Copy BibTex To Clipboard

@InProceedings{chatterjee_et_al:LIPIcs.MFCS.2020.22, author = {Chatterjee, Krishnendu and Ibsen-Jensen, Rasmus and Jecker, Isma\"{e}l and Svoboda, Jakub}, title = {{Simplified Game of Life: Algorithms and Complexity}}, booktitle = {45th International Symposium on Mathematical Foundations of Computer Science (MFCS 2020)}, pages = {22:1--22:13}, series = {Leibniz International Proceedings in Informatics (LIPIcs)}, ISBN = {978-3-95977-159-7}, ISSN = {1868-8969}, year = {2020}, volume = {170}, editor = {Esparza, Javier and Kr\'{a}l', Daniel}, publisher = {Schloss Dagstuhl -- Leibniz-Zentrum f{\"u}r Informatik}, address = {Dagstuhl, Germany}, URL = {https://drops.dagstuhl.de/entities/document/10.4230/LIPIcs.MFCS.2020.22}, URN = {urn:nbn:de:0030-drops-126903}, doi = {10.4230/LIPIcs.MFCS.2020.22}, annote = {Keywords: game of life, cellular automata, computational complexity, dynamical systems} }

Document

**Published in:** LIPIcs, Volume 118, 29th International Conference on Concurrency Theory (CONCUR 2018)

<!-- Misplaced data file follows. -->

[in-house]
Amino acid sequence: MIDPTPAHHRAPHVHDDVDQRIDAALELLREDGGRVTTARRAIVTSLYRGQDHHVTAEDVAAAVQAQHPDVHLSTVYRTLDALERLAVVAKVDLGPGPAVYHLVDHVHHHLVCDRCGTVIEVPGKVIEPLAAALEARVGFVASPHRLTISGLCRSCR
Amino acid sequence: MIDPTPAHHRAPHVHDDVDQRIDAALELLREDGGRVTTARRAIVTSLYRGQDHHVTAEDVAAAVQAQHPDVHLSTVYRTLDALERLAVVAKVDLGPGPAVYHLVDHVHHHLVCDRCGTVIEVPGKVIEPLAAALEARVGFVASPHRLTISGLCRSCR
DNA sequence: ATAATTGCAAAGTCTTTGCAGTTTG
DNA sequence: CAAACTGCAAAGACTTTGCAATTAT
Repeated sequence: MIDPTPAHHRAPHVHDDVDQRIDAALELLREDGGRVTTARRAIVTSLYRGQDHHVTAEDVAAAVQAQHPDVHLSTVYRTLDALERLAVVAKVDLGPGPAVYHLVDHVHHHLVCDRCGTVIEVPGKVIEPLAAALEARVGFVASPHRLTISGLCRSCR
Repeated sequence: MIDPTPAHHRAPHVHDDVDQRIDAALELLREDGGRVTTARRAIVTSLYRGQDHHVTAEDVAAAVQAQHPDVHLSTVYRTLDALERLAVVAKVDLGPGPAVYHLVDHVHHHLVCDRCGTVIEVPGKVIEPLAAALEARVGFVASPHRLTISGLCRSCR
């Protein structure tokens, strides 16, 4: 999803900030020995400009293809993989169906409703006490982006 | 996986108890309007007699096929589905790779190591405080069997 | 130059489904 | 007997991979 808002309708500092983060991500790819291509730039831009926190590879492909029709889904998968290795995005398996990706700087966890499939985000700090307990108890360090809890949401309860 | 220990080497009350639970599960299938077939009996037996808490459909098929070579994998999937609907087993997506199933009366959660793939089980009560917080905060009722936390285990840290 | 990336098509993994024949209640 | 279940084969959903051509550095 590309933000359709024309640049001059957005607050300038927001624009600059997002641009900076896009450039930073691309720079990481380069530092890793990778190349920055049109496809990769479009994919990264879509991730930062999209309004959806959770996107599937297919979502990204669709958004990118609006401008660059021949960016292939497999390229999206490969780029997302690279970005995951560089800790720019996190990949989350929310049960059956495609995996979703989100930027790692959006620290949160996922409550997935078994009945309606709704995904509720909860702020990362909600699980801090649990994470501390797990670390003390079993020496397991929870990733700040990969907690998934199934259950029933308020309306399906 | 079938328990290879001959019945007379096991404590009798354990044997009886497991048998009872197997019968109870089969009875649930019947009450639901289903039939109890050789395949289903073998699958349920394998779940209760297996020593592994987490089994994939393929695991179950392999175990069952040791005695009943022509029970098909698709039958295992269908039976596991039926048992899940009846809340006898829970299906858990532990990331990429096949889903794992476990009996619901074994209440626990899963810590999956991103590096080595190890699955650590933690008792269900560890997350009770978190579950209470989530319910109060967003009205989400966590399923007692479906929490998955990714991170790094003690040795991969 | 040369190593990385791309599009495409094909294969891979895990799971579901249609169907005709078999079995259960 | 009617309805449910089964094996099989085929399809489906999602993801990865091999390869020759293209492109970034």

Crypto-currencies are digital assets designed to work as a medium of exchange, e.g., Bitcoin, but they are susceptible to attacks (dishonest behavior of participants). A framework for the analysis of attacks in crypto-currencies requires (a) modeling of game-theoretic aspects to analyze incentives for deviation from honest behavior; (b) concurrent interactions between participants; and (c) analysis of long-term monetary gains. Traditional game-theoretic approaches for the analysis of security protocols consider either qualitative temporal properties such as safety and termination, or the very special class of one-shot (stateless) games. However, to analyze general attacks on protocols for crypto-currencies, both stateful analysis and quantitative objectives are necessary. In this work our main contributions are as follows: (a) we show how a class of concurrent mean-payoff games, namely ergodic games, can model various attacks that arise naturally in crypto-currencies; (b) we present the first practical implementation of algorithms for ergodic games that scales to model realistic problems for crypto-currencies; and (c) we present experimental results showing that our framework can handle games with thousands of states and millions of transitions.